Great bustard is one of the world’s largest flying birds:

  • adult males stand about 105cm tall and weigh up to 18kg
  • females are smaller - about 75cm tall and about 4.5kg

The bird has a stout body, long legs and neck and an upright stance.  

They are best known as ground birds, walking with a deliberate gait, but with a wingspan of up to 2.5m in males, they are also strong fliers.  However, while capable of powerful sustained flight, they are poor gliders.

Non-breeding males and females have:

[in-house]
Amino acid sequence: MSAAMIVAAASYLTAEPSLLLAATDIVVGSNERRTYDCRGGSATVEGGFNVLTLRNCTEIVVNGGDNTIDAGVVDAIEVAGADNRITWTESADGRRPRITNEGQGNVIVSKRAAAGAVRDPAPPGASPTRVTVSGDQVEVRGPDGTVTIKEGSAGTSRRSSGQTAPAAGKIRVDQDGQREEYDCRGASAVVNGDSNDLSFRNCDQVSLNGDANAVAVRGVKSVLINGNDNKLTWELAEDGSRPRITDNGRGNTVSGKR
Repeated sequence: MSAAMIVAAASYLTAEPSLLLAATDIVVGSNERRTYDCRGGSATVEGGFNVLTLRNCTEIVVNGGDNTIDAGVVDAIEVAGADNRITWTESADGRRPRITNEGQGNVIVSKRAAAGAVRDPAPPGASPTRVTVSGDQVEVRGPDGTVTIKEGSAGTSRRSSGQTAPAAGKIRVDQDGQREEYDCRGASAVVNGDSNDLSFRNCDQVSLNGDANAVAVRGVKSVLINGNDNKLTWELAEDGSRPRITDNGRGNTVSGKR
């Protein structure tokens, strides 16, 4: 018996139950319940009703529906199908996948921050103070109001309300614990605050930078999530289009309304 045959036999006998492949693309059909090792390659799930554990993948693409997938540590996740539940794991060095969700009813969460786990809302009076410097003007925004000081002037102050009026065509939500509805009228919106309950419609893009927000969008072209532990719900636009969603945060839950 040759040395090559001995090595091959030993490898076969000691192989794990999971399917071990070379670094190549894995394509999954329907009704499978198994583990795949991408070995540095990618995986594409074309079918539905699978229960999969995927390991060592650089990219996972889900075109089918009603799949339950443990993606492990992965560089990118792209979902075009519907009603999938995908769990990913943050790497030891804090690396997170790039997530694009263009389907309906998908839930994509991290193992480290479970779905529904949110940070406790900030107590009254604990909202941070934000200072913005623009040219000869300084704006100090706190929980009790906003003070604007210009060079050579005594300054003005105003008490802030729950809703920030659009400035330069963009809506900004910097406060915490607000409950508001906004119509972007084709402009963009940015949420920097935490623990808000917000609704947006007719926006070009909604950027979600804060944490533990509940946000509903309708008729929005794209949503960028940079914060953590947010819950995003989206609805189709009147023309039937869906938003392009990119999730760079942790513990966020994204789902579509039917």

• gold and black barred upperparts
  • white underparts
  • pale grey head, neck and breast  

Breeding males differ, with long whitish chin whiskers, russet breast and lower neck.  

Great bustard is the only species in the genus Otis, but key features shared with other bustards are:

  • no hind toe
  • no preen gland
  • distinctive pinkish coloured down feathers

Otis tarda was formally named by Linnaeus in 1758.  However, the species was already well known to naturalists, mentioned in books back to Pliny the Elder (23–79AD), who called it avis tarda.  

Otis is an early Greek name for bustard, while tarda seems to come from a lost Spanish word related to ‘tread’. However, in Latin, tarda can also suggest slow and deliberate.

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